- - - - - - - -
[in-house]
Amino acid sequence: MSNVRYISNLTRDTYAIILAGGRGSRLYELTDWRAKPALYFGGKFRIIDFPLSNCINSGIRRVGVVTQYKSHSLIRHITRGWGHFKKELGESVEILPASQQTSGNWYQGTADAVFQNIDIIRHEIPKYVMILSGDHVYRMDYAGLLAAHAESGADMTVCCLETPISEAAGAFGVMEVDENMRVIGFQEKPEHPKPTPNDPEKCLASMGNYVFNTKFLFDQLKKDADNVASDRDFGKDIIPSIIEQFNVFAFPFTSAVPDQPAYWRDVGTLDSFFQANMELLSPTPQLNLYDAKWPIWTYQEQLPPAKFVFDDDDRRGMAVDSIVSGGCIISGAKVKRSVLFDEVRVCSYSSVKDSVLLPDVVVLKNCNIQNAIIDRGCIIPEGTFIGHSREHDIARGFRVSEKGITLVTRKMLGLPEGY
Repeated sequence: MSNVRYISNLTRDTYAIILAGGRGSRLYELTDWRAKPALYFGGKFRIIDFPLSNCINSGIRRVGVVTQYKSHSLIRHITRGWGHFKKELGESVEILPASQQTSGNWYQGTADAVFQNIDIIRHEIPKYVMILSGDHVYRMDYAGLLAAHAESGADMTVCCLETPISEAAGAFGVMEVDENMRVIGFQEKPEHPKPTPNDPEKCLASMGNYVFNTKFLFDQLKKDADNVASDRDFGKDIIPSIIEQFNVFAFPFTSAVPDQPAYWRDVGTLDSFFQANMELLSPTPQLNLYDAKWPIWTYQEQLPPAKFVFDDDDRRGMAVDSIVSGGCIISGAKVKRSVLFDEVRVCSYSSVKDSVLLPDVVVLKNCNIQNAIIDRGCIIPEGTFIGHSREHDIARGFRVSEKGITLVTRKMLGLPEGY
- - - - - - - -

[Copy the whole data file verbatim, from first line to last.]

[in-house]
Amino acid sequence: MSNVRYISNLTRDTYAIILAGGRGSRLYELTDWRAKPALYFGGKFRIIDFPLSNCINSGIRRVGVVTQYKSHSLIRHITRGWGHFKKELGESVEILPASQQTSGNWYQGTADAVFQNIDIIRHEIPKYVMILSGDHVYRMDYAGLLAAHAESGADMTVCCLETPISEAAGAFGVMEVDENMRVIGFQEKPEHPKPTPNDPEKCLASMGNYVFNTKFLFDQLKKDADNVASDRDFGKDIIPSIIEQFNVFAFPFTSAVPDQPAYWRDVGTLDSFFQANMELLSPTPQLNLYDAKWPIWTYQEQLPPAKFVFDDDDRRGMAVDSIVSGGCIISGAKVKRSVLFDEVRVCSYSSVKDSVLLPDVVVLKNCNIQNAIIDRGCIIPEGTFIGHSREHDIARGFRVSEKGITLVTRKMLGLPEGY
Repeated sequence: MSNVRYISNLTRDTYAIILAGGRGSRLYELTDWRAKPALYFGGKFRIIDFPLSNCINSGIRRVGVVTQYKSHSLIRHITRGWGHFKKELGESVEILPASQQTSGNWYQGTADAVFQNIDIIRHEIPKYVMILSGDHVYRMDYAGLLAAHAESGADMTVCCLETPISEAAGAFGVMEVDENMRVIGFQEKPEHPKPTPNDPEKCLASMGNYVFNTKFLFDQLKKDADNVASDRDFGKDIIPSIIEQFNVFAFPFTSAVPDQPAYWRDVGTLDSFFQANMELLSPTPQLNLYDAKWPIWTYQEQLPPAKFVFDDDDRRGMAVDSIVSGGCIISGAKVKRSVLFDEVRVCSYSSVKDSVLLPDVVVLKNCNIQNAIIDRGCIIPEGTFIGHSREHDIARGFRVSEKGITLVTRKMLGLPEGY